Division of Charlton

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Australian House of Representatives Division
Division of Charlton 2010.png
Division of Charlton (green) in New South Wales
Created 1984
Abolished 2016
Namesake Matthew Charlton
Area 688 km2 (265.6 sq mi)
Demographic Provincial

The Division of Charlton was an Australian electoral division in the state of New South Wales. The division was created in 1984 and is named for Matthew Charlton, who was Leader of the Australian Labor Party 1922–28.

The division was located in the Hunter region of New South Wales, including the coal-mining towns of Cardiff and Wallsend as well as Toronto, Morisset, Cooranbong, Brightwaters, Windermere Park, Sunshine, Glendale and Warners Bay.

The last Member for Charlton, from the 2013 federal election, was Pat Conroy, a member of the Australian Labor Party.

Under the original proposed redistribution for the next federal election, Charlton was set to be renamed Hunter. The current Division of Hunter would have been abolished, and the Australian Electoral Commission's guidelines for redistributions require it to preserve the names of original Federation electorates where possible.[1][2]

The final plan, however, saw Charlton abolished, with Hunter pushed slightly eastward to absorb much of Charlton's former territory.[3] Conroy will contest the neighbouring seat of Shortland.


Charlton was first created in 1984. Much of its territory came from the Division of Hunter, which Matthew Charlton held from 1910 to 1928. From its inception, it had been a safe seat for Labor. The Hunter Region is one of the few areas outside capital cities where Labor has consistently done well.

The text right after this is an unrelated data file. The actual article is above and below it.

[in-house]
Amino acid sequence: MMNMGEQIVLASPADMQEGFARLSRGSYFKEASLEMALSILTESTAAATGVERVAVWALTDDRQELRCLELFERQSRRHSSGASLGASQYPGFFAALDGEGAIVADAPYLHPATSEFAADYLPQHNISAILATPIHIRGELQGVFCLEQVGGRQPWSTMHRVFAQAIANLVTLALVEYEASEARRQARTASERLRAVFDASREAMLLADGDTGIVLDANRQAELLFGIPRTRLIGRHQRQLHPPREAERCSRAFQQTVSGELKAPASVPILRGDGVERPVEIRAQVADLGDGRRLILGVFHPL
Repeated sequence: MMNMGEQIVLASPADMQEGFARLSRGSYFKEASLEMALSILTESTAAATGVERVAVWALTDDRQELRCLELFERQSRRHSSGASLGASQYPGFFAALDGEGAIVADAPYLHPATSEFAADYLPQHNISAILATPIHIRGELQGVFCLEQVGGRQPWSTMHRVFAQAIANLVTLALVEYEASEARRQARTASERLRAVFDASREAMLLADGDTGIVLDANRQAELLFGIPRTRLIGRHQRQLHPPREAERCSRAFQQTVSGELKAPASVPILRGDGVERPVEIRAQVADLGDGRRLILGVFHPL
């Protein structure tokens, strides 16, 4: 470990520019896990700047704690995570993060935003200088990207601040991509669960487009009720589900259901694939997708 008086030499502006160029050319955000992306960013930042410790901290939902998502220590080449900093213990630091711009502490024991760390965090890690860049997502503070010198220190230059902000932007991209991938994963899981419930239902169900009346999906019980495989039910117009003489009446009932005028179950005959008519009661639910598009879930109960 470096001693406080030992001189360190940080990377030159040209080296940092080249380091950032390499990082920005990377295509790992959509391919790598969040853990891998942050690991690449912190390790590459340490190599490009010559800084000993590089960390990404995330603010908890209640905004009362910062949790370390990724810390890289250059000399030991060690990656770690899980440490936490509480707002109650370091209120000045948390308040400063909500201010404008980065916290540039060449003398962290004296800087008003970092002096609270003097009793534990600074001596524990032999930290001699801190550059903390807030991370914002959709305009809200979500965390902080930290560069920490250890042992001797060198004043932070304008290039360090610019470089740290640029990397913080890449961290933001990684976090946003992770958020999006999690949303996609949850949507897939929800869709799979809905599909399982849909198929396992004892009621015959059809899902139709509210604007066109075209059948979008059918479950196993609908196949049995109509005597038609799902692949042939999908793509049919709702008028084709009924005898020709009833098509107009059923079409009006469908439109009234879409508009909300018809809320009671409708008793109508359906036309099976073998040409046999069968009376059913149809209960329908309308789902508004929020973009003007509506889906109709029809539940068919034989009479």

The most prominent members were Bob Brown, a minister in the Hawke and Keating governments, and Greg Combet, a former secretary of the ACTU from 2000 to 2007, and a minister in the Gillard and Rudd governments.

During the 2013 federal election campaign, the Liberal Party of Australia endorsed Kevin Baker as their candidate for the division.[4] However, Baker was forced to end his campaign on 21 August 2013 due to controversy over inappropriate content on a car enthusiasts' website that he hosted. The Australian Electoral Commission had closed candidate nominations by the time Baker abandoned his campaign. The Liberals did not field a replacement candidate in the election. However, Baker was still listed on ballot papers as the Liberal candidate, as they had already been printed at the time of Baker's resignation from the campaign;[5] in excess of 24,500 electors gave him their first preference vote.[6]


Member Party Term
  Bob Brown Labor 1984–1998
  Kelly Hoare Labor 1998–2007
  Greg Combet Labor 2007–2013
  Pat Conroy Labor 2013–2016

Election results[edit]


External links[edit]

Coordinates: 33°02′13″S 151°31′30″E / 33.037°S 151.525°E / -33.037; 151.525